Dark matter models are facing increasingly serious difficulties on galaxy scales as the quality of both the simulations and the data constraining the properties of galaxy halos accumulates. Those who suggest that a revised law of gravity in the ultra-weak field limit might be more natural (Milgrom 1983; Sanders 1997; McGaugh & de Blok 1998; Mannheim 2000; and others) are regarded as radicals. However, theories incorporating both a fine-tuned cosmological constant and dark matter particles with ad hoc properties have lost the compelling aesthetic simplicity of the original CDM model.
The problem of formulating a generally covariant, alternative theory of gravity upon which a competing model of structure formation can be built is itself a severe challenge. Without such a theory, we cannot say whether the other problems on our preliminary list in Section 5 will turn out to be harder to resolve than those of Section 3, and it is possible that the list would grow to become still more daunting if such a theory could be developed. But the difficulties facing DM models and the success of the MOND phenomenology suggest that a serious examination of alternative gravity solutions is called for.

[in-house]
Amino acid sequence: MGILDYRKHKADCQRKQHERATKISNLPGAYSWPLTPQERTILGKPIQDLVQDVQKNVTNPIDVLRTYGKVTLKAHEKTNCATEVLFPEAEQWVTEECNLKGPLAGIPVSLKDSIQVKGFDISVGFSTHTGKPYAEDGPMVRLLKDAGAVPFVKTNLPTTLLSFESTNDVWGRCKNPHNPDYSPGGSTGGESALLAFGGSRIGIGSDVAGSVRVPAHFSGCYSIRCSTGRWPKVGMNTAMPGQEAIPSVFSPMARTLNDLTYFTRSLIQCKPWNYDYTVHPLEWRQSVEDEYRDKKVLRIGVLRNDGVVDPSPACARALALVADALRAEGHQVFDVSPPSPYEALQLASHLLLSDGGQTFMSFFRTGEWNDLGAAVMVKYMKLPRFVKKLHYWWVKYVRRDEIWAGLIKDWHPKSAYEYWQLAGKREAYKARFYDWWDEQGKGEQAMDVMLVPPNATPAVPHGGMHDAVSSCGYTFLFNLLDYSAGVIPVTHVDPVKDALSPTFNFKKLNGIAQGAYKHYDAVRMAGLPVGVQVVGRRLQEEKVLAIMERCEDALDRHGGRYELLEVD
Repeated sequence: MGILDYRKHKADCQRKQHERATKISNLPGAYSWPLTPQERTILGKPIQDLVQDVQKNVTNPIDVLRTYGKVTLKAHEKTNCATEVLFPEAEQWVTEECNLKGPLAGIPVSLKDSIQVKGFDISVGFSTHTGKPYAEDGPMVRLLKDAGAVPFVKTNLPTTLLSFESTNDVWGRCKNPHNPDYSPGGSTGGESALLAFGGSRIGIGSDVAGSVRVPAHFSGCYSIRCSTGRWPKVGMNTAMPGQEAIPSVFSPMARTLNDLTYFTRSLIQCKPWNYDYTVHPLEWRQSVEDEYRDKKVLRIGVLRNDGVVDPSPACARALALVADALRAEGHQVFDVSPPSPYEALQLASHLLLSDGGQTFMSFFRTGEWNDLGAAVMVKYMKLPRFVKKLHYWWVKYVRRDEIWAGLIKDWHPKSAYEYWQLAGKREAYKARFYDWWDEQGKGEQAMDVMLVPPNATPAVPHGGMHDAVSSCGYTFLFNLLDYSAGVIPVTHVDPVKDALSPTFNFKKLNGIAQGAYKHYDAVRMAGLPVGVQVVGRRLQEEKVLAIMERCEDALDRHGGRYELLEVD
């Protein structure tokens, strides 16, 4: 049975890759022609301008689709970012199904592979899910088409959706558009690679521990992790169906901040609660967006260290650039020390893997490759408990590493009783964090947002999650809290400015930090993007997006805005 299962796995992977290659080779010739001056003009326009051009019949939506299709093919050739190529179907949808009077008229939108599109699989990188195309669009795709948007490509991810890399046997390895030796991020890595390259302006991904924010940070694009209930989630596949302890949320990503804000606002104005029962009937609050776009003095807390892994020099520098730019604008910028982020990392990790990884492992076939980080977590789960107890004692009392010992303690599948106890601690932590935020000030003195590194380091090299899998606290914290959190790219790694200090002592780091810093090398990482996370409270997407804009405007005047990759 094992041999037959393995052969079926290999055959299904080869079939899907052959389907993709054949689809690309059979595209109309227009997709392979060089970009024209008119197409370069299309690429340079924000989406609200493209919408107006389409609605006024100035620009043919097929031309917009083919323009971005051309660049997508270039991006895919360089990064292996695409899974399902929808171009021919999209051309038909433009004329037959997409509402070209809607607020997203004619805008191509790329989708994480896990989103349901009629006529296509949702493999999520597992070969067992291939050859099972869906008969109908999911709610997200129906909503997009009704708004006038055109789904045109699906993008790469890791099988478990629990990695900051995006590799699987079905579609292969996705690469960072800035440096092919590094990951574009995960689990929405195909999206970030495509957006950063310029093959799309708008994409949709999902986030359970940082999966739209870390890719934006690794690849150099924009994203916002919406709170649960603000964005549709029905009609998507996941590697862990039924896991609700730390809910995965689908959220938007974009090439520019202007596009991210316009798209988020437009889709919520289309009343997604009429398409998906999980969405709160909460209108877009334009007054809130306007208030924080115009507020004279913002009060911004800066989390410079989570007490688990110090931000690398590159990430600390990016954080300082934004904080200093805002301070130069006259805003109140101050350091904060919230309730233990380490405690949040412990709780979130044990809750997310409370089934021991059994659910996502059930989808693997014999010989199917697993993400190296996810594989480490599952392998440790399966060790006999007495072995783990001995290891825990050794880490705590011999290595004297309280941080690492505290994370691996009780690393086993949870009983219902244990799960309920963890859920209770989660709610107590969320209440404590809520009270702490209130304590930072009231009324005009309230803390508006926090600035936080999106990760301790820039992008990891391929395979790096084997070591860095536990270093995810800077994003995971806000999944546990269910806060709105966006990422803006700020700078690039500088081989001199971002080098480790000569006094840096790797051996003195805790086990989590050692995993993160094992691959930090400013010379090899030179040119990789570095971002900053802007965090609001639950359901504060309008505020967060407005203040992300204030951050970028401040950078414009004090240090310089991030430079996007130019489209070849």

Acknowledgements. We thank Paul Steinhardt and Michael Turner for critical readings of a draft version. Comments from Stacy McGaugh, Bob Sanders, David Spergel, Matthias Steinmetz and Scott Tremaine were also helpful. This work was supported by NASA LTSA grant NAG 5-6037 and NASA ATP grant NAG 5-7015. AK is a Cotrell Scholar of the Research Corporation.